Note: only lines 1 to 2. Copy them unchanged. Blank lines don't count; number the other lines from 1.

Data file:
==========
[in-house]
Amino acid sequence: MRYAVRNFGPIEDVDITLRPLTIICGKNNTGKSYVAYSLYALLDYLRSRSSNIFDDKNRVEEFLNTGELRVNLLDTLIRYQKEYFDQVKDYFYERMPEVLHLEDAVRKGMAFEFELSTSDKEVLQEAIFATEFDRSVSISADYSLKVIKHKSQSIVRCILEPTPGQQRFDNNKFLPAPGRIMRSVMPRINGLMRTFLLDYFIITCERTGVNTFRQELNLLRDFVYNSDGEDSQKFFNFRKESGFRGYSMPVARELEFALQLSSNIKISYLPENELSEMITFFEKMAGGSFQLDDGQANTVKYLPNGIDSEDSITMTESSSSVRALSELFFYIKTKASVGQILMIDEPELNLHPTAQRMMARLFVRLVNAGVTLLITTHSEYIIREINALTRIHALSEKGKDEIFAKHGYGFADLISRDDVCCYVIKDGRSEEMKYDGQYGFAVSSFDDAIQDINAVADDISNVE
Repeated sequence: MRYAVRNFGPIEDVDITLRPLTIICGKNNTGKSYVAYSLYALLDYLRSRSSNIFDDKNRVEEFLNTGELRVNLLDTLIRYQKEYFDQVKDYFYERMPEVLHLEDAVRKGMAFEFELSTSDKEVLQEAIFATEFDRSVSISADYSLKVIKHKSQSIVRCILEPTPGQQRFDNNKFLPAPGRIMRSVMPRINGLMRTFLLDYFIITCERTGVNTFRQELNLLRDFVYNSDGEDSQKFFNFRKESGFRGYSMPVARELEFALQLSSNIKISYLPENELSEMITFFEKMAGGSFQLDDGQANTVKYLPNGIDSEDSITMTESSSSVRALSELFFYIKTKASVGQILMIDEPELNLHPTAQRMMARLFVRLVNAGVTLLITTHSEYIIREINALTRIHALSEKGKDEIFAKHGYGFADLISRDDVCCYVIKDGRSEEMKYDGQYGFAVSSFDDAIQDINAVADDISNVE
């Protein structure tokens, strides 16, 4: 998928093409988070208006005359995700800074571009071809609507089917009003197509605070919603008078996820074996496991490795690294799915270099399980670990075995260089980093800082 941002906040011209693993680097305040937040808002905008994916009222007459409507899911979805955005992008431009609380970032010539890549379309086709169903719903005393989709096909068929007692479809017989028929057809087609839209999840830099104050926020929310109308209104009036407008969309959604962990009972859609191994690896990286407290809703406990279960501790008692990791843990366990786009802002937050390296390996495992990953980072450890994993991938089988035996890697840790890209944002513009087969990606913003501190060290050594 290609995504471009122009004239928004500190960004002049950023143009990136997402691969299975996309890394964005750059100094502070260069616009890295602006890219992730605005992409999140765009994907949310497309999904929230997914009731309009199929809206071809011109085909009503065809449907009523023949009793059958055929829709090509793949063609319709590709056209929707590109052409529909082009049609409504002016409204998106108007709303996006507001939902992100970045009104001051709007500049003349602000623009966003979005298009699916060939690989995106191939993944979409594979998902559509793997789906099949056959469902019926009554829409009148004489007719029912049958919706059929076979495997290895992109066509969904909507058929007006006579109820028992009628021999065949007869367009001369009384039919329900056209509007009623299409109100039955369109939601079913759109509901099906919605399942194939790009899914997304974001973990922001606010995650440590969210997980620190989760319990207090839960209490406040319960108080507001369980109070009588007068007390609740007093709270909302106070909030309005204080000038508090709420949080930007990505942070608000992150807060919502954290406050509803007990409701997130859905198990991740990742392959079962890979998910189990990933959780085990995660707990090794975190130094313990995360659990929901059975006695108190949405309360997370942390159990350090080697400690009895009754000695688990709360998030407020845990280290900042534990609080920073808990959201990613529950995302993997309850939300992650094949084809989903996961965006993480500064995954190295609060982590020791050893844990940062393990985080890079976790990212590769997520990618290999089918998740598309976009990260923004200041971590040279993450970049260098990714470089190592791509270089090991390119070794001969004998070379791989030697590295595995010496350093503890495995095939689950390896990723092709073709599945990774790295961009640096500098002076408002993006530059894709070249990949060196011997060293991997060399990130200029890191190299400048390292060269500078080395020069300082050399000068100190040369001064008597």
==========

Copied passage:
[in-house]
Amino acid sequence: MRYAVRNFGPIEDVDITLRPLTIICGKNNTGKSYVAYSLYALLDYLRSRSSNIFDDKNRVEEFLNTGELRVNLLDTLIRYQKEYFDQVKDYFYERMPEVLHLEDAVRKGMAFEFELSTSDKEVLQEAIFATEFDRSVSISADYSLKVIKHKSQSIVRCILEPTPGQQRFDNNKFLPAPGRIMRSVMPRINGLMRTFLLDYFIITCERTGVNTFRQELNLLRDFVYNSDGEDSQKFFNFRKESGFRGYSMPVARELEFALQLSSNIKISYLPENELSEMITFFEKMAGGSFQLDDGQANTVKYLPNGIDSEDSITMTESSSSVRALSELFFYIKTKASVGQILMIDEPELNLHPTAQRMMARLFVRLVNAGVTLLITTHSEYIIREINALTRIHALSEKGKDEIFAKHGYGFADLISRDDVCCYVIKDGRSEEMKYDGQYGFAVSSFDDAIQDINAVADDISNVE